Could there be reclaimed islands along Singapore’s East Coast shoreline in the future?

Could there be reclaimed islands along Singapore’s East Coast shoreline in the future?
East Coast Park Singapore.
PHOTO: Unsplash

In 1991, there was a Concept Plan where one part of it, dubbed the “Long Island plan”, envisioned reclaiming a series of land along the East Coast beachfront for housing and leisure over the next 50 years.

The Concept Plan, or Past Long-Term Plan, began in 1971 and was meant to steer the strategic land-use and transportation plans to transform Singapore into a developed nation after gaining independence in 1965.

This Plan saw further iterations later on in 2001 and 2011. Instead of a series of reclaimed land in these versions, the entire East Coast offshore stretch is now planned as a reserve site with a central waterbody and possible future reclamation.

By 2013, the 2011 Concept Plan became part of a long-term viability study known as the Land Use Plan. Together with the controversial (or much-debated) Population White Paper, the goal was to look into Singapore’s living environment and infrastructure to support a population of 6.5 to 6.9 million by 2030.

Eventually, the strategies and proposals from the 2011 Concept Plan were detailed in the URA Master Plan 2014 (and later, 2019), which continue to guide our land use development over the next 10 to 15 years.

While population growth and sustainability formed the basis for the original Long Island plan, the idea of land reclamation along the East Coast shoreline resurfaced in 2019 – when Prime Minister Lee Hsien Loong cited another reason for it – to protect the East Coast from rising sea levels.


In his 2019 National Day Rally speech, he shared the possibility of building “polders”, or reclaimed and redeveloped land, usually below sea level, where seawater is pumped out into the sea beyond the protective confines of a seawall.

An example he gave was how the Netherlands was able to reclaim and redevelop tracts of land below sea level by building dykes, drainage canals and pumping stations behind a series of seawalls.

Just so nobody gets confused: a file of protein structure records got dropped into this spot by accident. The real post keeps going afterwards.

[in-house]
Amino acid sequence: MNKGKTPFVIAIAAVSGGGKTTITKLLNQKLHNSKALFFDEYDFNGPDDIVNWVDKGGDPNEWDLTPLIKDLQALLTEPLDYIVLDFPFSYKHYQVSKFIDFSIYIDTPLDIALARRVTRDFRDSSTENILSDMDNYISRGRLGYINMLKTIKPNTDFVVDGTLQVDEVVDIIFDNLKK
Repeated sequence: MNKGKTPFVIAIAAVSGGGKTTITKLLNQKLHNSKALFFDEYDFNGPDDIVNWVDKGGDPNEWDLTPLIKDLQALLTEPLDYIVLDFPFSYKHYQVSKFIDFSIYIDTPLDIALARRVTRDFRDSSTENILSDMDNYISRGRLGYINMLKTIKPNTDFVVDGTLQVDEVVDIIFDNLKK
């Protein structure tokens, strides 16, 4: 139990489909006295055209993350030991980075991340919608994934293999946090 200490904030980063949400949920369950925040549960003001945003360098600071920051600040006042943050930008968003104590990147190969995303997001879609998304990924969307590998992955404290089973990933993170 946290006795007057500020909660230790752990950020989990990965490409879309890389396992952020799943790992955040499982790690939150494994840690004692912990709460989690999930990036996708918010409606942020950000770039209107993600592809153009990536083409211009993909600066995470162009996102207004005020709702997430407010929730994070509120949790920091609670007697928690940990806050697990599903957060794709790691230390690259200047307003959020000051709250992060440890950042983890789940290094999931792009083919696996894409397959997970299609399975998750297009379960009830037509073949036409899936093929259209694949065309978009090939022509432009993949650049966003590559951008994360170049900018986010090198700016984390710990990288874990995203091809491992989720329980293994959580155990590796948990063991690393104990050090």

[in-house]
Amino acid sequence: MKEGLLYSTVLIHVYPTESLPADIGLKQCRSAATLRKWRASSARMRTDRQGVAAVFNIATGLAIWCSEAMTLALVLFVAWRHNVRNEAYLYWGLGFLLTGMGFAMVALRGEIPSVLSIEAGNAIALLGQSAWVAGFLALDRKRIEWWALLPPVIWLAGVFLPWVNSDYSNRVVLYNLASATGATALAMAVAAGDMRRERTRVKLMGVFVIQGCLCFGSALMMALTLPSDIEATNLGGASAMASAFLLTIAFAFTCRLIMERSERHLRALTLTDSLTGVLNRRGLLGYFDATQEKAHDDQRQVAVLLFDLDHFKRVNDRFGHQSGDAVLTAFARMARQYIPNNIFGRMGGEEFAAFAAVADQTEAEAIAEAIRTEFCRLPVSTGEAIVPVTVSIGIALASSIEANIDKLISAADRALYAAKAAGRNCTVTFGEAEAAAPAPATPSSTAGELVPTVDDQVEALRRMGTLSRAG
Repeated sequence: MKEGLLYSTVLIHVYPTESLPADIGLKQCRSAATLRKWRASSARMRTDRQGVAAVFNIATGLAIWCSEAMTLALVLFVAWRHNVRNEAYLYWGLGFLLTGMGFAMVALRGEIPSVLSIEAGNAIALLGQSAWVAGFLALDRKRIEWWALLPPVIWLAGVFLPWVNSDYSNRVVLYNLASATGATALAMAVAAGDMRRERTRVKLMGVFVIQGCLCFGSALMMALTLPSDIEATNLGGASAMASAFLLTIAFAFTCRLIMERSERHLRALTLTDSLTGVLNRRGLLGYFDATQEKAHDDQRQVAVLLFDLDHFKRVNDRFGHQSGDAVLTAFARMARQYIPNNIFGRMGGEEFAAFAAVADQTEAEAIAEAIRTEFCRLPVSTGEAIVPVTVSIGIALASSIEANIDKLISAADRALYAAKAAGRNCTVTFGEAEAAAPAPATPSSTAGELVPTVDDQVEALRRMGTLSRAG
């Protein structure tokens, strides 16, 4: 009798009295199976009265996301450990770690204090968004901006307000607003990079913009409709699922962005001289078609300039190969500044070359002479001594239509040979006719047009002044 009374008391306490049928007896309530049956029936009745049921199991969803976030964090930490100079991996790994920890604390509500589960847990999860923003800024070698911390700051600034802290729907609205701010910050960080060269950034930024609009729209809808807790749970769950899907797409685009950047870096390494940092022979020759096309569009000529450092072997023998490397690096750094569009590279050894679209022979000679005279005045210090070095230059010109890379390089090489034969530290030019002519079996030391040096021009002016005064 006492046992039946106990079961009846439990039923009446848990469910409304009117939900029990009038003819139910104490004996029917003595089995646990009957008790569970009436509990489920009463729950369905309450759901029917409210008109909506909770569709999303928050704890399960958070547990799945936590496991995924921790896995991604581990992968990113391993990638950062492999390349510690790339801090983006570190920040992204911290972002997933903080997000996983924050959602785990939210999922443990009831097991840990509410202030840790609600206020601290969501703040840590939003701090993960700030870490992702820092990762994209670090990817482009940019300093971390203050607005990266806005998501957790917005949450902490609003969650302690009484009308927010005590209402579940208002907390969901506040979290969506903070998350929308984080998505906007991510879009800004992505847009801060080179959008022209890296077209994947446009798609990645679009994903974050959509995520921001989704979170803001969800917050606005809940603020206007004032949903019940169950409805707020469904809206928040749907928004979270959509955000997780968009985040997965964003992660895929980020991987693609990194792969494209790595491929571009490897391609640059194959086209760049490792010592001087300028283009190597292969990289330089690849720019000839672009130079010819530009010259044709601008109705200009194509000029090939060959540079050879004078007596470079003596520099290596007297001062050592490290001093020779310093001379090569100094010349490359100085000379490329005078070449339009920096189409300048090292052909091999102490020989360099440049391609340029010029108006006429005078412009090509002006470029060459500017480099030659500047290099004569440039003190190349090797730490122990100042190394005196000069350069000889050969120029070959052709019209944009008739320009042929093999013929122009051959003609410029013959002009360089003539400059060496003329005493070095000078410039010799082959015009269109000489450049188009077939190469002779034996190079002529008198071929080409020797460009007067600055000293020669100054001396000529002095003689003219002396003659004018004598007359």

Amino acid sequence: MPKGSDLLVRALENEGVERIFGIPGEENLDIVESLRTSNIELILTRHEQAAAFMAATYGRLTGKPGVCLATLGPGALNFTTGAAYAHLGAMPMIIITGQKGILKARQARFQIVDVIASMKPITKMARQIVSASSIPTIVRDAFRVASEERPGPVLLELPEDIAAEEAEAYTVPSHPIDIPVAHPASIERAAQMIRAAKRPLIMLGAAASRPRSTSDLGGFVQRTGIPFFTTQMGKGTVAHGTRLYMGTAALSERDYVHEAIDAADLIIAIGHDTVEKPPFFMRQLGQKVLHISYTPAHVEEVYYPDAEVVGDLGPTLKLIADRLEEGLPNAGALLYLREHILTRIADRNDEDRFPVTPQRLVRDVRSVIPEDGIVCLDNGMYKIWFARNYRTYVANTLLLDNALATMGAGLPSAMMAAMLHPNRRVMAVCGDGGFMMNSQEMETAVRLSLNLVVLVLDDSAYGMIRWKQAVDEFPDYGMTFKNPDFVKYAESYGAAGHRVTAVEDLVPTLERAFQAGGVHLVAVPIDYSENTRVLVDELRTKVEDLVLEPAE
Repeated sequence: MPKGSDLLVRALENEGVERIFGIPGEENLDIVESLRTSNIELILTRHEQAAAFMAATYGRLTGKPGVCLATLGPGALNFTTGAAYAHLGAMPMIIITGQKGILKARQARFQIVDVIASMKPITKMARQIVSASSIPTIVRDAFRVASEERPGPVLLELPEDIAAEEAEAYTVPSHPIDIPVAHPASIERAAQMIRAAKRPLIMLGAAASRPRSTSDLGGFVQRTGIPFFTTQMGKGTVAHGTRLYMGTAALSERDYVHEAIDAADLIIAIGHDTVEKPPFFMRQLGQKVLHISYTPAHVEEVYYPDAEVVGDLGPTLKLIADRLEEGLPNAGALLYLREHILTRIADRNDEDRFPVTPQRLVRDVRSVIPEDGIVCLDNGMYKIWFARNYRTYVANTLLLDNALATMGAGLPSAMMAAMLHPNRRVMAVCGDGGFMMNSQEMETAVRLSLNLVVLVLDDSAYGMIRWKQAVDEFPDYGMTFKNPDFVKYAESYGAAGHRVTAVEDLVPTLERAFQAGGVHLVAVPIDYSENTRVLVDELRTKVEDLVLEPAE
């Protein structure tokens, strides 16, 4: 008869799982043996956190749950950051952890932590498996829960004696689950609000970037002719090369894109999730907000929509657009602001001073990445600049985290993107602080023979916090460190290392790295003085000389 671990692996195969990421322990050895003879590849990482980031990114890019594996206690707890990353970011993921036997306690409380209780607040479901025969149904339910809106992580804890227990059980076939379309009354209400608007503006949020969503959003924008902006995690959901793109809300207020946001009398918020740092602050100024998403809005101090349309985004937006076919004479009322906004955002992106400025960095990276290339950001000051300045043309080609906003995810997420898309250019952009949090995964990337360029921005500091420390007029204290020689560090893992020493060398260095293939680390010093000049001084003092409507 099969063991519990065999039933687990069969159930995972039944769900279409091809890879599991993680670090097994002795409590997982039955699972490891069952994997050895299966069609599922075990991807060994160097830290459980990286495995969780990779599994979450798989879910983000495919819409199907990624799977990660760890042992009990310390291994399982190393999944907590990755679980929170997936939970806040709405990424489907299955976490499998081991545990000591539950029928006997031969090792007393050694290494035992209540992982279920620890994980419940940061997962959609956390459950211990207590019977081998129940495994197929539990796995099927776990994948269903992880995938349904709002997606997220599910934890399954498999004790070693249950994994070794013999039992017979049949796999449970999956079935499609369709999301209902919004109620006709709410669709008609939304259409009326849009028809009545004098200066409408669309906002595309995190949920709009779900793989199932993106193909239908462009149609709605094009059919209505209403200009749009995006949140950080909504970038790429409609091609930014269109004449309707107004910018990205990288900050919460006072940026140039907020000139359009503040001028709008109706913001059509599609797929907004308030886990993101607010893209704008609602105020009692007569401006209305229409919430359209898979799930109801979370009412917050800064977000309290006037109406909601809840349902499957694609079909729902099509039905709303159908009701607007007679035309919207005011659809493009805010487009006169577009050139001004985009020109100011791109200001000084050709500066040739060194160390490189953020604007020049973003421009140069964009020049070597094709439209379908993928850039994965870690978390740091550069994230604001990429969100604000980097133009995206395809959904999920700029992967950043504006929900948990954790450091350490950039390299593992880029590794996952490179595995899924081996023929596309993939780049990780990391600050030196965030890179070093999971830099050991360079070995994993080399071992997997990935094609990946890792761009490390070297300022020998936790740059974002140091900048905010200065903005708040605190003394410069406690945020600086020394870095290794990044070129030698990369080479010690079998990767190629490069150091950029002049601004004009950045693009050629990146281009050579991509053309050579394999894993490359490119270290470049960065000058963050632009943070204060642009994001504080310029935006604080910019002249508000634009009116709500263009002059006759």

While polders form one possible solution, PM Lee also offered a second alternative where a series of land-reclaimed islands along our coast are bridged across with reservoirs and barrages. This seems like a higher possibility because part of this area can be converted into a reservoir (remember that waterbody site in the Long Island plan?).

This second alternative is similar to our current Marina Barrage (yes, the one with that green space for Singaporeans to fly kites) which protects Marina Bay and our city centre from flooding due to heavy rainfall (and rising sea levels if that becomes an eventuality).

True to the original Concept Plan, these islands or polders along the East Coast shoreline may potentially be developed for housing or other purposes – since they’re earmarked as reserve sites then. Fun fact: Did you know that our current East Coast was part of a reclamation scheme in 1966?

Then, the East Coast Reclamation Scheme, supervised by the HDB, covered 1,525 hectares of reclaimed land, cost S$613m and was carried out in seven phases across a 20-year timeline (completed in 1986). In his 2019 speech, PM Lee projected the Long Island plan to cost roughly S$100b over 100 years.

The questions on everyone’s minds are these – if implemented, when will land reclamation works begin and how will the East Coast sea-view, the one many high-floor private condo buyers along the coast have paid good money for change over time?


While the idea first came about in the 1991 Concept Plan and PM Lee did say these options are merely part of a study, the threat of climate change and rising sea levels could potentially accelerate that plan.

Last year, the national water agency PUB began a four-year study of Changi, the East Coast-Marina stretch and the Greater Southern Waterfront district to look into “possible coastal protection solutions.”

The study, covering 57.8 kilometres of coastline, will look into the potential impact of a flood event, threats to our airports, economic and industrial districts, and opportunities for upcoming developments.

While we know the Greater Southern Waterfront will be the next big project in the near term to rejuvenate our shoreline on the west coast, rest assured that the Long Island plan (if it’s accelerated), will potentially be a far larger commitment in the east.

If you’re staying in a private condo with a sea-facing view of the East Coast and you believe that amazing, windy view is meant to last till the next generation, you might want to rethink that.

This article was first published in

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